The ruling on Thomas Lubanga Dyilo is an historic step in providing justice and accountability for the Congolese people and a milestone in the fight against impunity.
In its first verdict since its establishment in 2002, the International Criminal Court in The Hague has convicted a Congolese war lord of enlisting and conscripting children and using them to participate actively in hostilities there. The ruling on Thomas Lubanga Dyilo is an historic step in providing justice and accountability for the Congolese people and a milestone in the fight against impunity.
Lubanga led a rebel militia, the Patriotic Forces for the Liberation of the Congo, which conscripted children under the age of 15 to take part in fighting aimed at controlling the gold-rich Ituri region in the eastern Democratic Republic of the Congo. Court testimony alleged that boys as young as nine were conscripted and trained to kill, pillage, and rape. The worst of the fighting in Ituri raged from 2002 to 2003, during which thousands of people were killed and hundreds of thousands were forced to flee their homes. Lubanga was arrested in 2005 and transferred to The Hague a year later. A sentencing hearing will take place in the coming months, and the judges will also decide on possible reparations for Lubanga’s victims.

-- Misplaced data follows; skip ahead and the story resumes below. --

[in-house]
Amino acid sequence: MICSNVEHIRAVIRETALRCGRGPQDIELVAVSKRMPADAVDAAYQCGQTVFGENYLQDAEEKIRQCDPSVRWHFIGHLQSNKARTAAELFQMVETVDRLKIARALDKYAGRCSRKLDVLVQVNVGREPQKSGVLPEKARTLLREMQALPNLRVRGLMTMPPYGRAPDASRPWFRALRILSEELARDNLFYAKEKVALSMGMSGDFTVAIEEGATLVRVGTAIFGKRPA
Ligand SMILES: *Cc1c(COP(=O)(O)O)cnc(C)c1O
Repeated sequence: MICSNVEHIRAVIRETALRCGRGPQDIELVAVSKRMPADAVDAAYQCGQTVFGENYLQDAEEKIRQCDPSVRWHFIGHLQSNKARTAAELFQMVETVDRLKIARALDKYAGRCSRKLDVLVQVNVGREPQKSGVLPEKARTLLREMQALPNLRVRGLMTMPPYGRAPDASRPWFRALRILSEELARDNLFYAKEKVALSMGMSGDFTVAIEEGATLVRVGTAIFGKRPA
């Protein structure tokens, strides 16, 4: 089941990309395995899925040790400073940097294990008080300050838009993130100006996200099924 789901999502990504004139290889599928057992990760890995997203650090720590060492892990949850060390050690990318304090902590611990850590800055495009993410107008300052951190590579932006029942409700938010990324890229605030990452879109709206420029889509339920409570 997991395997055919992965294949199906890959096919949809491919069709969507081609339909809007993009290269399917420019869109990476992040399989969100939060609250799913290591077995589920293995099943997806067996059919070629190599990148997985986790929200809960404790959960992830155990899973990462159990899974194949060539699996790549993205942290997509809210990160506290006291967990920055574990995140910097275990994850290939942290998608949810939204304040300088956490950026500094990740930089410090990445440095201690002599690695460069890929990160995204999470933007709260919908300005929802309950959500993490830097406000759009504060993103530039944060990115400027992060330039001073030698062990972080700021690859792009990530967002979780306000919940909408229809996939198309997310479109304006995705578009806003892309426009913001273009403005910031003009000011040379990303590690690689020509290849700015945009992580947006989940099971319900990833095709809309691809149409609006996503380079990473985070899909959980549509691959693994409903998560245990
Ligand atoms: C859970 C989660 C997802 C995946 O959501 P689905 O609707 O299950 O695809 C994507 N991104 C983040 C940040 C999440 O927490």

As the ICC’s first conviction, the ruling sends an important message to those who commit war crimes and crimes against humanity that they cannot expect to evade a reckoning for their illegal acts. It also highlights an issue of paramount international concern: the forcible use of children in hostilities as fighters, porters, guards or sex slaves. Their conscription reverberates throughout entire communities.
In addition to the ICC, Congolese institutions have a critical role to play in ending impunity in the DRC. The government has taken some recent positive steps toward this end, and the United States encourages Congolese leaders to continue to arrest human rights violators and abusers still at large.